• If the data generating process does not allow for any 0s (such as the number of days spent in the hospital), then a zero-truncated model may be more appropriate.
• Count data often have an exposure variable, which indicates the number of times the event could have happened.  This variable should be incorporated into a Poisson model with the use of the exp() option.
• The outcome variable in a Poisson regression cannot have negative numbers, and the exposure cannot have 0s.
• In Stata, a Poisson model can be estimated via glm command with the log link and the Poisson family.
• You will need to use the glm command to obtain the residuals to check other assumptions of the Poisson model (see Cameron and Trivedi (1998) and Dupont (2002) for more information).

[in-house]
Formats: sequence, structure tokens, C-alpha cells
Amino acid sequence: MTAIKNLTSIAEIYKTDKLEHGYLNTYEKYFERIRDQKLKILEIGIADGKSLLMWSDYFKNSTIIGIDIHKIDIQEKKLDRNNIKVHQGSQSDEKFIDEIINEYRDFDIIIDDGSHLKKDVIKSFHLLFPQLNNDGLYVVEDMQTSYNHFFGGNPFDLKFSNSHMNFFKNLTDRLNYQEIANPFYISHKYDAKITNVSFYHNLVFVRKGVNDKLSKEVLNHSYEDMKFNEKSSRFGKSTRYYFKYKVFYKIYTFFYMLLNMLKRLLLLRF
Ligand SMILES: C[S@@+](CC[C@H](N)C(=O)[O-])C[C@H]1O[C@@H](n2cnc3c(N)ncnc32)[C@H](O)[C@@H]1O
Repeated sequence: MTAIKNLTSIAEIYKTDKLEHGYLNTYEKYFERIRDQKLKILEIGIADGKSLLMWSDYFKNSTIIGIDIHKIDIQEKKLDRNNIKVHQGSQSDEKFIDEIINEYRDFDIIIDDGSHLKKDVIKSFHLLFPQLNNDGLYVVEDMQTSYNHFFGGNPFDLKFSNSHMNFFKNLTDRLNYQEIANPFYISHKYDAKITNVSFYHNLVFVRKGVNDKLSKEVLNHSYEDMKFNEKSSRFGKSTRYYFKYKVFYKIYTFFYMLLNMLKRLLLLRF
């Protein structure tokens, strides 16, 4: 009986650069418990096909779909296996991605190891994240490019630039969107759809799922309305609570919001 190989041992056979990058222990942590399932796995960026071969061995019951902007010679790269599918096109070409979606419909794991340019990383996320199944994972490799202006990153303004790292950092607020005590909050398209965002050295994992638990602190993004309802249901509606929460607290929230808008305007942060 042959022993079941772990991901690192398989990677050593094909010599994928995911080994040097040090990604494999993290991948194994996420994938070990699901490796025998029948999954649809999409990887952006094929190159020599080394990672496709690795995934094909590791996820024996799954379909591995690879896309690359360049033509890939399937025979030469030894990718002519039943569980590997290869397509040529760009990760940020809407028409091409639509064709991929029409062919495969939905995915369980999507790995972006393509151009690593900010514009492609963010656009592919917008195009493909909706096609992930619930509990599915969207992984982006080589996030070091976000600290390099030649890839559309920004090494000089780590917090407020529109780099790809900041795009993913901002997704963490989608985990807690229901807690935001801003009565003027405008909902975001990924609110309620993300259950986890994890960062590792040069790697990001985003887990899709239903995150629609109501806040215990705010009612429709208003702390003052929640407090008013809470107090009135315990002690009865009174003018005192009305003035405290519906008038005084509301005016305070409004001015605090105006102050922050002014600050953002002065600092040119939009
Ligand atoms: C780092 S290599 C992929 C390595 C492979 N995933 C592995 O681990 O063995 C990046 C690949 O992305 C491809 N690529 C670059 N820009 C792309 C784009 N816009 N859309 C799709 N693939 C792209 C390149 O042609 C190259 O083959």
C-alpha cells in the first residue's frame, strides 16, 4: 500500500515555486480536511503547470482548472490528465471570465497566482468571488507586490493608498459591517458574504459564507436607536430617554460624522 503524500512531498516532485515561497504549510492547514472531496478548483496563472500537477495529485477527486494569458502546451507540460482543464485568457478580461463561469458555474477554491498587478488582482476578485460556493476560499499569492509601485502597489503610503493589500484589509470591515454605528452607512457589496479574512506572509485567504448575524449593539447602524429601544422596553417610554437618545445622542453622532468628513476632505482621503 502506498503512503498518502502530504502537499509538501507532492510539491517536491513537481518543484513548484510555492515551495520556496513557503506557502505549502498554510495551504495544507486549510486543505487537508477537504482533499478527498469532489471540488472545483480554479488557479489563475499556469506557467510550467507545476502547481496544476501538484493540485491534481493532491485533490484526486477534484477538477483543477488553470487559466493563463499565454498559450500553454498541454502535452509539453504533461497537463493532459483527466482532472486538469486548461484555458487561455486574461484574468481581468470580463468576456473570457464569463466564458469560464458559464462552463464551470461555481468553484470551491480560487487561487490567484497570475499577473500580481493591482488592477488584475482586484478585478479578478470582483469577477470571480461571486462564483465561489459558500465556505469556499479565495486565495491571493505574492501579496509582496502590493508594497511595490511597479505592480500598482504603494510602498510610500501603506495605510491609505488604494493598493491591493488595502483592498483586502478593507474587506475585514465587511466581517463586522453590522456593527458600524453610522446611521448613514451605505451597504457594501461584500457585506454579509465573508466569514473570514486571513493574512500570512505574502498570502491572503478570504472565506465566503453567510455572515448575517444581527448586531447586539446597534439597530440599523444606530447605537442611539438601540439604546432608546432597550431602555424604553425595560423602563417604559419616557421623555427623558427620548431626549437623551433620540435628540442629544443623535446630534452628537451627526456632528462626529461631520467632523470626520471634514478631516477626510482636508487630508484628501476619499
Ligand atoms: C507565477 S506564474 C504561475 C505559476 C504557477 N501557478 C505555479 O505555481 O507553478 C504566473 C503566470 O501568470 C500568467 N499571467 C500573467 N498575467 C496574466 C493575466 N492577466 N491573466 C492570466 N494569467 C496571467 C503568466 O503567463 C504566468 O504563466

• Many different measures of pseudo-R-squared exist. They all attempt to provide information similar to that provided by R-squared in OLS regression, even though none of them can be interpreted exactly as R-squared in OLS regression is interpreted. For a discussion of various pseudo-R-squares, see Long and Freese (2006) or our FAQ page What are pseudo R-squareds?.
• Poisson regression is estimated via maximum likelihood estimation. It usually requires a large sample size.

#### References

• Cameron, A. C. and  Trivedi, P. K.  (2009).  Microeconometrics Using Stata.  College Station, TX:  Stata Press.
• Cameron, A. C. and  Trivedi, P. K.  (1998).  Regression Analysis of Count Data.  New York:  Cambridge Press.
• Cameron, A. C.  Advances in Count Data Regression Talk for the Applied Statistics Workshop, March 28, 2009. http://cameron.econ.ucdavis.edu/racd/count.html .
• Dupont, W. D.  (2002).  Statistical Modeling for Biomedical Researchers:  A Simple Introduction to the Analysis of Complex Data.  New York:  Cambridge Press.
• Long, J. S. (1997). Regression Models for Categorical and Limited Dependent Variables. Thousand Oaks, CA: Sage Publications.
• Long, J. S. and Freese, J.  (2006).  Regression Models for Categorical Dependent Variables Using Stata, Second Edition.  College Station, TX:  Stata Press.